Sometimes concepts are flights of fancy that lead the way. Sometimes they're thinly disguised versions of cars that are already in the pipeline. The Lexus LF-FC feels a lot more like the latter.

Parent company Toyota is seriously on-board with the idea that the hydrogen-powered fuel-cell vehicle is the wave of the future. Their Mirai FCV is ready for production, and talk to any one of the engineers and they sound like they're discussing the next generation of the Prius.

I'm not so sure: hydrogen-based infrastructure will take much longer to roll out than the already existing framework for creating a plug-in hybrid variant of proven hybrid technology. Be that as it may, hydrogen fuel-cells will work in certain markets, and the densely populated Japanese home market might well be the perfect test bed for a fuel-cell LS model.

If the Mirai is a deeply unusual looking machine with futuristic cues that can be ungainly from multiple angles, the LF-FC concept is far more elegant. Yes, it's still a modern Lexus, and that means a giant grille with an overlapping shark-tooth pattern, but the car as a whole is long, sleek and elegant. Compared to the German competition, it actually looks like a more cohesive design, and while the x-shaped pattern of the rear taillights is anything but reserved, it balances out the aggression up front.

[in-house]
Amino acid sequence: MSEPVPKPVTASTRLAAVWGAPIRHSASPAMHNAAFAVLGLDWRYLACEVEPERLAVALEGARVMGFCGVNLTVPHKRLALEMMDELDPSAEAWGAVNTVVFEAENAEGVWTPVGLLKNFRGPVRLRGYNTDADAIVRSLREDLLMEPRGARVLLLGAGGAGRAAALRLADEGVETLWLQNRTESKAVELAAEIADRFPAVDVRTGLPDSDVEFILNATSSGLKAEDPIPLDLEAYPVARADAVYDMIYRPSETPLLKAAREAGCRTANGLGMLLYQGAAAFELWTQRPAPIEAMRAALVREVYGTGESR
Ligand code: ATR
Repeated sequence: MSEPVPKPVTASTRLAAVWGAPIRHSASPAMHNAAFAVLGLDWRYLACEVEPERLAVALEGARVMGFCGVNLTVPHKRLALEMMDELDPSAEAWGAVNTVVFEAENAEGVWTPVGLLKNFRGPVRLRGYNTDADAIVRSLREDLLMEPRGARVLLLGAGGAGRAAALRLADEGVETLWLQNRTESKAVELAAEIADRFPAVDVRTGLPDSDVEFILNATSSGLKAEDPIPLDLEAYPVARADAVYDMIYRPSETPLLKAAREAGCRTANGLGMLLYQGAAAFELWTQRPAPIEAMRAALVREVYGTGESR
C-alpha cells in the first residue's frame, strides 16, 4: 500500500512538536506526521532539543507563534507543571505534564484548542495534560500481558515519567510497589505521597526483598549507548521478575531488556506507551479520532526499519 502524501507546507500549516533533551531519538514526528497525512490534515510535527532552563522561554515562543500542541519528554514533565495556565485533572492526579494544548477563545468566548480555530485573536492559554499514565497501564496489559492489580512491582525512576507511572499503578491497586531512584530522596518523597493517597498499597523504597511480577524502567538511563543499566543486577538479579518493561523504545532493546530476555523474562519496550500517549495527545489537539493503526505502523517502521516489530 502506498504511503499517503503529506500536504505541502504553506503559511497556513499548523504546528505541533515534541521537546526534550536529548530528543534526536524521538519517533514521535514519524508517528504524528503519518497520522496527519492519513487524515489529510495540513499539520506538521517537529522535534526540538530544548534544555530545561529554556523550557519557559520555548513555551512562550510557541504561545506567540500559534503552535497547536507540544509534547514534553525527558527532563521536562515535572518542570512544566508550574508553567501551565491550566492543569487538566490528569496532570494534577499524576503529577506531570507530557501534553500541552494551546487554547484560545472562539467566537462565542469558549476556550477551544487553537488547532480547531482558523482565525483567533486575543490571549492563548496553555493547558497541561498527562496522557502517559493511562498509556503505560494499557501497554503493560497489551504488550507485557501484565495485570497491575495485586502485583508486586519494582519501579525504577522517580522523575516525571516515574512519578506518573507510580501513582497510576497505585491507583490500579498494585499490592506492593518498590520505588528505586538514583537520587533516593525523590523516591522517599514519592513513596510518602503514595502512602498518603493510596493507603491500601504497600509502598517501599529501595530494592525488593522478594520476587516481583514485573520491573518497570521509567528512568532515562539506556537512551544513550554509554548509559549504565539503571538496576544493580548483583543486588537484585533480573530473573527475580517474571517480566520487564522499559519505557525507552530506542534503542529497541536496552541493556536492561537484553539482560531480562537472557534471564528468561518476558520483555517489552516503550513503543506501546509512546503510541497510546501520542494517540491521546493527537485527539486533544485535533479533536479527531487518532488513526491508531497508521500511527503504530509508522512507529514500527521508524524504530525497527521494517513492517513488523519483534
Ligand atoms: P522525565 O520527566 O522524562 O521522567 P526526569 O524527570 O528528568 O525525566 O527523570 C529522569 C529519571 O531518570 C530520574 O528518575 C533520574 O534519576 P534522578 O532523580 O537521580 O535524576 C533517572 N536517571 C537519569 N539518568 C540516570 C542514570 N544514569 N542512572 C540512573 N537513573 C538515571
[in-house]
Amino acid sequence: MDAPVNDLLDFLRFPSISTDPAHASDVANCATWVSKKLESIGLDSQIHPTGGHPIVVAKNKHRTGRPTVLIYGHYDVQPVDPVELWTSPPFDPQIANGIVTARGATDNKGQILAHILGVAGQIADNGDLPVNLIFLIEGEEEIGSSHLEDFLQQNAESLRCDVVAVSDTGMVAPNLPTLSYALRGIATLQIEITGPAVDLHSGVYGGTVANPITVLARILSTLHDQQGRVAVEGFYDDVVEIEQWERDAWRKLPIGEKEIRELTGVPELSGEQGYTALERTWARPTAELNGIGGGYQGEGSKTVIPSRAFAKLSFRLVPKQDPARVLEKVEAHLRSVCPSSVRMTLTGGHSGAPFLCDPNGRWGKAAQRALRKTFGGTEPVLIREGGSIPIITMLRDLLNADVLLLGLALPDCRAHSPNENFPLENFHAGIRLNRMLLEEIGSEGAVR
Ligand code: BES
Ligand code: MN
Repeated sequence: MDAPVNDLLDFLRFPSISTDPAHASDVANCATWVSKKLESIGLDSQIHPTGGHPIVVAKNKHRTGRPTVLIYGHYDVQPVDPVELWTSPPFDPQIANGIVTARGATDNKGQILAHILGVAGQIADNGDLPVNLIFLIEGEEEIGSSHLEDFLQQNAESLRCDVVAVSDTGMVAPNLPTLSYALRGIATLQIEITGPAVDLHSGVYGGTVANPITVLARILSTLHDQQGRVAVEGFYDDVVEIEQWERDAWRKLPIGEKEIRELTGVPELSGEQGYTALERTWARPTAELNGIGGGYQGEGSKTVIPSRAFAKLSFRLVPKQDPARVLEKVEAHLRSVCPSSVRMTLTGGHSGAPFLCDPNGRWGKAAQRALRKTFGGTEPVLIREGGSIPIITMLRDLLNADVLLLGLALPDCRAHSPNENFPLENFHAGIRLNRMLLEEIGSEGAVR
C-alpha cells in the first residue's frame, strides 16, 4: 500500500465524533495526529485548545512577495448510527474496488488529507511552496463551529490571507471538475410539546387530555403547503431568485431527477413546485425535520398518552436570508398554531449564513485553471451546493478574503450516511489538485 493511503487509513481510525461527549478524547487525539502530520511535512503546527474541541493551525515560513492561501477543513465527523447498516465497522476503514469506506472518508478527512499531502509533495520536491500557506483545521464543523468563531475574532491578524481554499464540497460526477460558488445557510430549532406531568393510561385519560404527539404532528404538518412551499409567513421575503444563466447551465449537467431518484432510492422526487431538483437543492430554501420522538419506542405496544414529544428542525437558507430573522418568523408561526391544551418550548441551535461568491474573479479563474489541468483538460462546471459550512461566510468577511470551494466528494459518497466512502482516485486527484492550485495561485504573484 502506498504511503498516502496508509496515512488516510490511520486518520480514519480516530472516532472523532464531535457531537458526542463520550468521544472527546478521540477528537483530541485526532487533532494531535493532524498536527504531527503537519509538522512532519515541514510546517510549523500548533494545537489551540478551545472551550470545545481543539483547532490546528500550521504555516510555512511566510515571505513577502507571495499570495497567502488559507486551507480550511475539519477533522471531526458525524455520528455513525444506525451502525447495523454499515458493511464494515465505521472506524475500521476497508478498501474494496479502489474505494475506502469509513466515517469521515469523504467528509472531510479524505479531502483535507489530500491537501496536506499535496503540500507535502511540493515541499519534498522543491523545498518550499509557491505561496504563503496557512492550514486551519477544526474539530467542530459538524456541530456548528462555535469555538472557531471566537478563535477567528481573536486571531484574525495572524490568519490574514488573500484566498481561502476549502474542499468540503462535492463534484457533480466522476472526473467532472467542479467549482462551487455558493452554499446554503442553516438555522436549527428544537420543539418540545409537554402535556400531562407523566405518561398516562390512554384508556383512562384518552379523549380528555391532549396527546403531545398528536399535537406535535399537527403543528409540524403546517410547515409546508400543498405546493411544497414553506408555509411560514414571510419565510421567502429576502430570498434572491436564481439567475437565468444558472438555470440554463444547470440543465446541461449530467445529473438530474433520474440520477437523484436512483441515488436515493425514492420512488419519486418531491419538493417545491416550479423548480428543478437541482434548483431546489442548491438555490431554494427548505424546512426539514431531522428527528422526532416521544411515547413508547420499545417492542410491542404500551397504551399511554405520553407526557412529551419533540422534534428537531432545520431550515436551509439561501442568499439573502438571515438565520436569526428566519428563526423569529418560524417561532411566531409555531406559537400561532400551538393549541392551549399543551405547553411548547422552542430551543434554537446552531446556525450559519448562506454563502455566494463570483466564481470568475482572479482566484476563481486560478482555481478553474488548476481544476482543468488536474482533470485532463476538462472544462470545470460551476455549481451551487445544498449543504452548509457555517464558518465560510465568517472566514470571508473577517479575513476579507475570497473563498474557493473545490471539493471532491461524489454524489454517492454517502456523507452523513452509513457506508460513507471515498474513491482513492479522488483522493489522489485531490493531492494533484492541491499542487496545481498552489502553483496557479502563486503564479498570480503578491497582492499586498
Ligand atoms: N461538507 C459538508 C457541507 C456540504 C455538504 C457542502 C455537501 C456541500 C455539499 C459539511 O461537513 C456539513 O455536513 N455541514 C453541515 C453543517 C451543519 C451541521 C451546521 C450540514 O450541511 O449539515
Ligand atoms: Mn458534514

The concept car is enormous, longer than the current extended-wheelbase versions of pretty much anything on the market. Carbon-fibre 21-inch wheels keep at least unsprung weight down, with hub-mounted electric motors up front and fuel-cell-powered drive for the rear wheels out back.

Inside, the LF-FC gets gesture-control technology. Given the hit-and-miss nature of Lexus' infotainment controls over the last few generations of cars, we'll have to wait and see how easy this is to actually use.

Hydrogen fuel is an interesting idea, but instead of dwelling on what small percentage of LS sedans might get fuel cell power, instead apply the current V8 and available hybrid powertrain to this long and low sedan concept. There'll likely be a tweak or two for the production model, but expect the next-generation LS to look like this. For the most part, that's a good thing.